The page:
One of the problems I had with opioids is that they made me hyper.  They didn’t knock me out or make me sleepy, instead because they masked pain so well, I felt like I was super woman.  Instead of allowing my body to rest or heal, I would clean the house or do yardwork.  The problem with this was that my pain sources weren’t being addressed and although I couldn’t feel the pain increasing while medicated, I surely felt it once my meds wore off.  The aftermath also prevented sleep because I was in too much pain. My only choice was to pop more pills to numb that pain.  Unfortunately that only created more problems.  The first difference I noticed between treating pain with opioids and cannabis is that with marijuana I was able to sleep.  And I am not talking about a short nap or what I used to refer to as my opioid pain comas (medicating to the point of sleeping for days with only short intervals of being awake/alert), I am talking about getting a solid 7-10 hours of sleep per night! For the first time in my chronic life I was actually reaching levels of restorative sleep and wow, what a difference getting a good night’s sleep makes!!!! Sleeping like I should have also reduced how often I needed daytime naps.

Fully aware of pain sources

When I was treating pain with prescription narcotics I couldn’t tell you where my pain sources were.  Without pain meds my entire body, every inch, inside and out was screaming for relief.  With opioids I felt nothing. Cannabis not only made me aware of where my pain sources were, but what movements or activities would aggravate them.  Marijuana does not mask my pain, but it does provide relief.  As my medical marijuana kicks in, all my reactionary pain subsides and I am fully aware of my pain sources.  Instead of numbing my body, cannabis takes the pain from my sources and reduces it to a tingling sensation.  The perk of being able to recognize exactly where my pain is stemming from gives me the knowledge I need to make better self-care choices.

A guiding light

Cannabis guides me.  It shows me where my pain is coming from and helps me prevent it from worsening.  When medicated I can feel by whether the tingling sensation gets more intense or not if what I am doing is contributing to my pain level.  Between getting the sleep and relief I needed each night, I only had to micro-dose occasionally during the day.  To this day I rarely medicate during the day unless I have pushed too far.  Typically since I began medicating with cannabis 6 six years ago, I do so in the evenings only.  Not waking up totally inflamed made it easier for me to recognize which of my daily activities were increasing my pain and causing more damage to my body.  This prompted me to make changes to my life by changing my expectations, modifying how I did things, and discovering new ways of living a good life despite my chronic illnesses.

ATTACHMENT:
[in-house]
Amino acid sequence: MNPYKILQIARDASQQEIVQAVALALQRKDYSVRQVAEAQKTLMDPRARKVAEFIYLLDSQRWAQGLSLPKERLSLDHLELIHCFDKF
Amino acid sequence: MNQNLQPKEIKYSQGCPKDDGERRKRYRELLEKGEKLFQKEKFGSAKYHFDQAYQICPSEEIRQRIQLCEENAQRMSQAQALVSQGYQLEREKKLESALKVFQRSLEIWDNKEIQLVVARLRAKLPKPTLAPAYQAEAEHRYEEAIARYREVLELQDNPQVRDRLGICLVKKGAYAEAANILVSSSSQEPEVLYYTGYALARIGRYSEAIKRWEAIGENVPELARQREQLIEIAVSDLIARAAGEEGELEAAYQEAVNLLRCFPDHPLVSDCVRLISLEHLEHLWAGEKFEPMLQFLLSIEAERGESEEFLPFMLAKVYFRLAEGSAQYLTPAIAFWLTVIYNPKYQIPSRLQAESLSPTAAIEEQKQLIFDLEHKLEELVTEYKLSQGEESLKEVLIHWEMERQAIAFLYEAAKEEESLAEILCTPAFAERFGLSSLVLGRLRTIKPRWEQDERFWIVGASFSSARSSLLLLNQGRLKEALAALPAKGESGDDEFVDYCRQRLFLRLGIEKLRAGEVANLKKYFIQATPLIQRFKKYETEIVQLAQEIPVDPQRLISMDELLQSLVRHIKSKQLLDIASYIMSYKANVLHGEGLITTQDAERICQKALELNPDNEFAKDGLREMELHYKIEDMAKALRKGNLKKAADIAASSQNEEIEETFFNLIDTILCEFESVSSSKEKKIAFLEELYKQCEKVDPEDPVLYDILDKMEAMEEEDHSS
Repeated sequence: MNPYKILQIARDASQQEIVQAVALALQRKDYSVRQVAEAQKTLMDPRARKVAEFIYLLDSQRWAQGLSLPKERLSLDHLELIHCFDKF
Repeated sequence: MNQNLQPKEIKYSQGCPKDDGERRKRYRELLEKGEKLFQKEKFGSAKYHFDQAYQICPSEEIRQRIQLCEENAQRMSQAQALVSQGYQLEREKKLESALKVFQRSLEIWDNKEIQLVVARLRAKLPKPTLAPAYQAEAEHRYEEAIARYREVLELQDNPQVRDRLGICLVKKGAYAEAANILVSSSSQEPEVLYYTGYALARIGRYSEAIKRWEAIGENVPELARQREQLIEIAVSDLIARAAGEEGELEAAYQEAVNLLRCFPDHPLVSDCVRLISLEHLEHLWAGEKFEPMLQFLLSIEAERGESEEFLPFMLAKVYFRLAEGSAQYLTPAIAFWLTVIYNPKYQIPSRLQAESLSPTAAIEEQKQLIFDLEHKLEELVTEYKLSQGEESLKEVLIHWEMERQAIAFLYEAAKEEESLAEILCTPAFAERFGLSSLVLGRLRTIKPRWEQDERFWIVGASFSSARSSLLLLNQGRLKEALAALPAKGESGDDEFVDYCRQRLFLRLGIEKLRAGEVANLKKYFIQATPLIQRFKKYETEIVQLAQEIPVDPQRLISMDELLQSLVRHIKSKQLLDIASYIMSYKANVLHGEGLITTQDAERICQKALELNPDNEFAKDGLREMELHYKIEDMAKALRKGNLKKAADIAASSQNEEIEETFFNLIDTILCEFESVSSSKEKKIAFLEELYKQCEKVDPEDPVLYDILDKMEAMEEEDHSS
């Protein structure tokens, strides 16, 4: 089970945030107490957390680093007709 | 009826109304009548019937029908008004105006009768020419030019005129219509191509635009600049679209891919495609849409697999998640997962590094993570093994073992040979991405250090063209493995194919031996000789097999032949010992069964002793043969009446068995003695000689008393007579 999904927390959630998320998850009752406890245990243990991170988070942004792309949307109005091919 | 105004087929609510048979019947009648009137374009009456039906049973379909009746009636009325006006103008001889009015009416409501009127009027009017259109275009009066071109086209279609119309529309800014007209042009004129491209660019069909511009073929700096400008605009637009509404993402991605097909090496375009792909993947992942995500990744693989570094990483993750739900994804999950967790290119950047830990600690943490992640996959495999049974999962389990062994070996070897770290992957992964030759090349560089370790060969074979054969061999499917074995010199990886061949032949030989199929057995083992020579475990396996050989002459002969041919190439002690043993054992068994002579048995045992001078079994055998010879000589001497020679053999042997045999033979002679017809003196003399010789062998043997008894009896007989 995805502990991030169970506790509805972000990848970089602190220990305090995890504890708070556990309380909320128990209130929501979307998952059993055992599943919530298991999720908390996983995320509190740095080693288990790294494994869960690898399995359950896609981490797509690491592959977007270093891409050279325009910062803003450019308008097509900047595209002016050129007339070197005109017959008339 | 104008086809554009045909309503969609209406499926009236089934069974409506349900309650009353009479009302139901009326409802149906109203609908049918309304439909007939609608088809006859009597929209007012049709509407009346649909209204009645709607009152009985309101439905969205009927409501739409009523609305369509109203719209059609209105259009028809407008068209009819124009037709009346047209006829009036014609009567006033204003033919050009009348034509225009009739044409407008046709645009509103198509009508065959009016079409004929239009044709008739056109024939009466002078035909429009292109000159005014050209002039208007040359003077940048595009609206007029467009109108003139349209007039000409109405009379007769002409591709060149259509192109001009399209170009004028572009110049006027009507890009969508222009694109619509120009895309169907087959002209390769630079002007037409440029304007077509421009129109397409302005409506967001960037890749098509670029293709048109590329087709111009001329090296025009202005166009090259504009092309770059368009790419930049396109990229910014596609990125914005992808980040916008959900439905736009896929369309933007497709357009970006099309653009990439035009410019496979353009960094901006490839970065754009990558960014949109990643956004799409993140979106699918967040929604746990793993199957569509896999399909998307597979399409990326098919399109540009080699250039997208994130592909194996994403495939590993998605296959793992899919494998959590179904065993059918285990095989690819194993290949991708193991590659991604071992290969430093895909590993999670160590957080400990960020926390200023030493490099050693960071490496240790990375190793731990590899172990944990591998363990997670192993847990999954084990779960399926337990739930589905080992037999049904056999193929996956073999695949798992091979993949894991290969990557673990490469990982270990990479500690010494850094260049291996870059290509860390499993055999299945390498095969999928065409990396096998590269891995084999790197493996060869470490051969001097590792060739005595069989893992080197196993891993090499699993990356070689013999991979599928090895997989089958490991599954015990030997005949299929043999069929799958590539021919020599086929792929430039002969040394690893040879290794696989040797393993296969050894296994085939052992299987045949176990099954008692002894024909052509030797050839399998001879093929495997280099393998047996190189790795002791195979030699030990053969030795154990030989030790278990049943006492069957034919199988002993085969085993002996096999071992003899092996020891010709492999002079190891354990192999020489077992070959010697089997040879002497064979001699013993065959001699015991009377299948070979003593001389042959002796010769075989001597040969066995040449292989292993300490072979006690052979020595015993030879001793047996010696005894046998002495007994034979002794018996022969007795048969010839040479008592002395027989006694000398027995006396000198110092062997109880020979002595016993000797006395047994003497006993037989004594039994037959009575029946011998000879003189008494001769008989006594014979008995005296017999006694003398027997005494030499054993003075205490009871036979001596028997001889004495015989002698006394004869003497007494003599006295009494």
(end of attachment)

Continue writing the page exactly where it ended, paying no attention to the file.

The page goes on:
No longer living for a pill

Before cannabis, CBD, and PEMF therapy, pain and the pills I took to mask it ruled my life.  I only made plans if I knew I had enough pills to get through them.  If I planned something that didn’t allow me to medicate until I returned home I would spend my entire time out wishing I was at home.  I needed pills to function, but functioning led to increasing my pain, and then being sentenced to bed for weeks or months because my body couldn’t go on.  With cannabis I no longer worry about being out without it.  I know that whatever I put myself through that day, I will be able to undo it that evening.  This is something that would have never occurred with pharmaceutical pain meds.  As long as I was masking pain and unable to recognize exact pain sources and what made them worse or better, I would have never made any changes to how I lived.  Cannabis made those changes visible and possible, which in turn gifted me a life that I love.

Masking pain is not pain relief, it does not improve the quality of your life.  If you feel worse after your meds wear off, then your pain management plan is not working! My advice to someone who is new to cannabis or only tried it a few times is to commit to it and be open to making changes. Whether you start with CBD only or with THC, make it a regular part of your life.  With both, I only noticed significant changes after extended periods of time.  In regards to the pain in my feet, twelve years of opioids did nothing and I ended up not being able to walk or stand for more than five minutes.  After cannabis, it took several years before I could walk any distance without excruciating pain, but it happened!